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Old 11-22-2007, 04:06 AM
Join Date: Nov 2007
Location: Ashland City, TN (near Cheatham Lock)
Posts: 44
Default Hello from New Member

I am new here. I have been perusing the forum regularly for a few news now, but this is my first post. I am a writer (books, magazine articles, news, etc.) but my real job is teaching school. I am a lifelong fan of the Delta Queen. Here is my "Delta Queen story."

I first "met" her in 1973, when I was a youngster growing up on the Tennessee River / Kentucky Lake (mile 86). It was about 11:30 PM when a horrible storm came out of nowere, blowing our front patio furniture everywhere and blowing one of our living room picture windows completely out. No storms had been in the forecast.

My father and I stood behind a storm window and watched as a gigantic vessel slowly came into sight, tossing, turning and ploughing its way to the north. There wasn't anywhere to moor, so I guess that's why the vessel kept sailing. It was unlike the barges and towboats that frequently passed the house; this boat was huge -- the biggest I had ever seen. Despite its great size, it rocked and rolled on the rough water, twice getting blown sideways where the bow was headed east (toward the shore) instead of north. To visualize, imagine the helplessness a styrofoam cup floating on a whitewater rafting stream!

But despite the obvious, I never sensed that the boat was in any danger; whenever the weather dealt a severe blow (no pun intended), the boat's captain seemingly dealt an opposing blow with even greater force! My father remarked several times, "I know this river, and I know boats; and whoever is at the wheel of THAT boat has got to be the most capable captain I've ever seen. That man knows what he's doing and he's a pro."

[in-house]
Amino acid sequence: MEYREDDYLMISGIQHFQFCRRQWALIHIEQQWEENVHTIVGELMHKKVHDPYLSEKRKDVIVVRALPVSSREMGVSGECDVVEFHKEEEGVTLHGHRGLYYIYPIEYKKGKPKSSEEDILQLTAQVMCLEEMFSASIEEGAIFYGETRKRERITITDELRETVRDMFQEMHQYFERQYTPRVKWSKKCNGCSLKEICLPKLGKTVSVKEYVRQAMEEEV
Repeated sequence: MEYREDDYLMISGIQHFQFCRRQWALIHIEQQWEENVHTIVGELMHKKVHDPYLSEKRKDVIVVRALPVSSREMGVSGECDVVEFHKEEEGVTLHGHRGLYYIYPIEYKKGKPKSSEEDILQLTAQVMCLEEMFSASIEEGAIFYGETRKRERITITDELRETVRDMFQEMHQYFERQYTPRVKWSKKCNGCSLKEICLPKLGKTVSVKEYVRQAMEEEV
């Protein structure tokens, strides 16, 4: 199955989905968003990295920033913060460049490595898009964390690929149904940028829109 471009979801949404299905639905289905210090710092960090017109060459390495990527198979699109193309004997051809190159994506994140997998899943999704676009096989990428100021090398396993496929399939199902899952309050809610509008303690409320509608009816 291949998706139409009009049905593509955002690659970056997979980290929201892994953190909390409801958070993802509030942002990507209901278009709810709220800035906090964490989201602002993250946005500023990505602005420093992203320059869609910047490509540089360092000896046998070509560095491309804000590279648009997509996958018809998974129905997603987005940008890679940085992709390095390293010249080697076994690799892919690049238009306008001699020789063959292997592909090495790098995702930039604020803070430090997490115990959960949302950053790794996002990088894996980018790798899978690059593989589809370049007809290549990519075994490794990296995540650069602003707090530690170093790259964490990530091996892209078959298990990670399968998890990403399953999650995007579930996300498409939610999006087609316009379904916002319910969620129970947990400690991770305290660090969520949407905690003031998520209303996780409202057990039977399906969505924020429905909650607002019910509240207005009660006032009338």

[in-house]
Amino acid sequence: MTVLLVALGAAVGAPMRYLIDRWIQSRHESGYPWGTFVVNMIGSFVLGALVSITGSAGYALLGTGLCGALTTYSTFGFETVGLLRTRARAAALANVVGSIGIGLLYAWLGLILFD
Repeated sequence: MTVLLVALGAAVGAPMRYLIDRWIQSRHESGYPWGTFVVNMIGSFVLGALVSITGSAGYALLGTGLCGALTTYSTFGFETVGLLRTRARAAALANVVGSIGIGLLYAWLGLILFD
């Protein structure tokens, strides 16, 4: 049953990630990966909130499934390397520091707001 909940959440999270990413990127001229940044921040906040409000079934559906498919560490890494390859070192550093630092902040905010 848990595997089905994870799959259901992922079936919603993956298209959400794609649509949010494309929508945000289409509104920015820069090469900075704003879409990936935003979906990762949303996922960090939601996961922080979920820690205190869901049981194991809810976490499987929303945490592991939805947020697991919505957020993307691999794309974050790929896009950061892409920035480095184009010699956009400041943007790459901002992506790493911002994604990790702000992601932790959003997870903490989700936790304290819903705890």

My father grabbed his binoculars to take a closer look (the channel ran through the middle of the lake, a half-mile from the shore and our house). "That's the Delta Queen!" he exclaimed, twice. I was dumbfounded; at about seven years of age, I had never heard of the Delta Queen. He told me about the boat as we watched it slowly disappear into the wind and darkness as rode out the storm. Just to be sure of what we had witnessed the night before, my father called a friend up in Paducah, Kentucky the next afternoon, who confirmed that the Delta Queen was indeed docked there, having just returned (only a few minutes late) from a Tennessee River trip.

So that was my first experience with the Delta Queen. It wasn't the boat that earned my respect (remember, it was dark and I couldn't see anything but lights); it was the man DRIVING her who got my attention and respect. It was hard to believe that ANY boat could have sailed through that storm without incident. I had witnessed many towboats and barges get blown all over the lake -- and detached -- in lesser storms. I didn't know who was at the wheel of the Delta Queen that evening -- and I probably never will know -- but he was a genius in my opinion. His manuvering of the boat was what drew my attention to it, and my interest in the boat has grown ever since.

In the 34 years since that stormy night back in 1973, I've been lucky enough to catch (see) the Delta Queen only once. Even when I would look at the schedules and try to catch it somewhere for a picture, things never worked out; it was -- and still is -- nearly impossible to catch the DQ in the act of sailing. But notwithstanding, I've been a very loyal fan of the boat and I have many old brochures and postcards with her picture on them. Ironically, I now live just west of Nashville, on the Cumberland River, and I still haven't managed to catch her sailing by!

I am very concerned about the exemption issue, and I plan to write a column about it in my town's newspaper. As of my last account, the bill was still "in committee." With the committee's Chairman being strongly opposed to the legislation, the only way in which the committee members will override his recommendation would be if they (the members) receive enough direct letters from loyal supporters.
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